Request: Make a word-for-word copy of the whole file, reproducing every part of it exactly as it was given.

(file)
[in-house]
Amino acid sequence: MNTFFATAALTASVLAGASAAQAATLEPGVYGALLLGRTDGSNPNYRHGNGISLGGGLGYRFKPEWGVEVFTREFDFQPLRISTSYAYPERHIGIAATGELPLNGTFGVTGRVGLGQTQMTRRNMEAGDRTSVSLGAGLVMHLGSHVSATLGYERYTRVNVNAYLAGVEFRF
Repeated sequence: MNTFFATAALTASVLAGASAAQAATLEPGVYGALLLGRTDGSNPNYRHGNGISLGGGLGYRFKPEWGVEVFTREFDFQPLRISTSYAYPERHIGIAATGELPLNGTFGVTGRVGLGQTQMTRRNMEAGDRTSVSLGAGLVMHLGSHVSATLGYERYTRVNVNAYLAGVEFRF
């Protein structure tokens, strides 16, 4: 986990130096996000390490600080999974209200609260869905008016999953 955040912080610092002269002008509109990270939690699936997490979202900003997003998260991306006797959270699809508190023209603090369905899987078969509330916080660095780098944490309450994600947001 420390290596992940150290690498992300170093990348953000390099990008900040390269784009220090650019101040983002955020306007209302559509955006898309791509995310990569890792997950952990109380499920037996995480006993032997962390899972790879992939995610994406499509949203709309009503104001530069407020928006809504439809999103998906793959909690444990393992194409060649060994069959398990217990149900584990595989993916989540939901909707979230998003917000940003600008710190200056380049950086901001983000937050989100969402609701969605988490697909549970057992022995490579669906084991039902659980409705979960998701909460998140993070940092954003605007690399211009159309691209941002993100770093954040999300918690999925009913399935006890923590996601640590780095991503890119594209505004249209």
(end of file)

[in-house]
Amino acid sequence: MNTFFATAALTASVLAGASAAQAATLEPGVYGALLLGRTDGSNPNYRHGNGISLGGGLGYRFKPEWGVEVFTREFDFQPLRISTSYAYPERHIGIAATGELPLNGTFGVTGRVGLGQTQMTRRNMEAGDRTSVSLGAGLVMHLGSHVSATLGYERYTRVNVNAYLAGVEFRF
Repeated sequence: MNTFFATAALTASVLAGASAAQAATLEPGVYGALLLGRTDGSNPNYRHGNGISLGGGLGYRFKPEWGVEVFTREFDFQPLRISTSYAYPERHIGIAATGELPLNGTFGVTGRVGLGQTQMTRRNMEAGDRTSVSLGAGLVMHLGSHVSATLGYERYTRVNVNAYLAGVEFRF
């Protein structure tokens, strides 16, 4: 986990130096996000390490600080999974209200609260869905008016999953 955040912080610092002269002008509109990270939690699936997490979202900003997003998260991306006797959270699809508190023209603090369905899987078969509330916080660095780098944490309450994600947001 420390290596992940150290690498992300170093990348953000390099990008900040390269784009220090650019101040983002955020306007209302559509955006898309791509995310990569890792997950952990109380499920037996995480006993032997962390899972790879992939995610994406499509949203709309009503104001530069407020928006809504439809999103998906793959909690444990393992194409060649060994069959398990217990149900584990595989993916989540939901909707979230998003917000940003600008710190200056380049950086901001983000937050989100969402609701969605988490697909549970057992022995490579669906084991039902659980409705979960998701909460998140993070940092954003605007690399211009159309691209941002993100770093954040999300918690999925009913399935006890923590996601640590780095991503890119594209505004249209």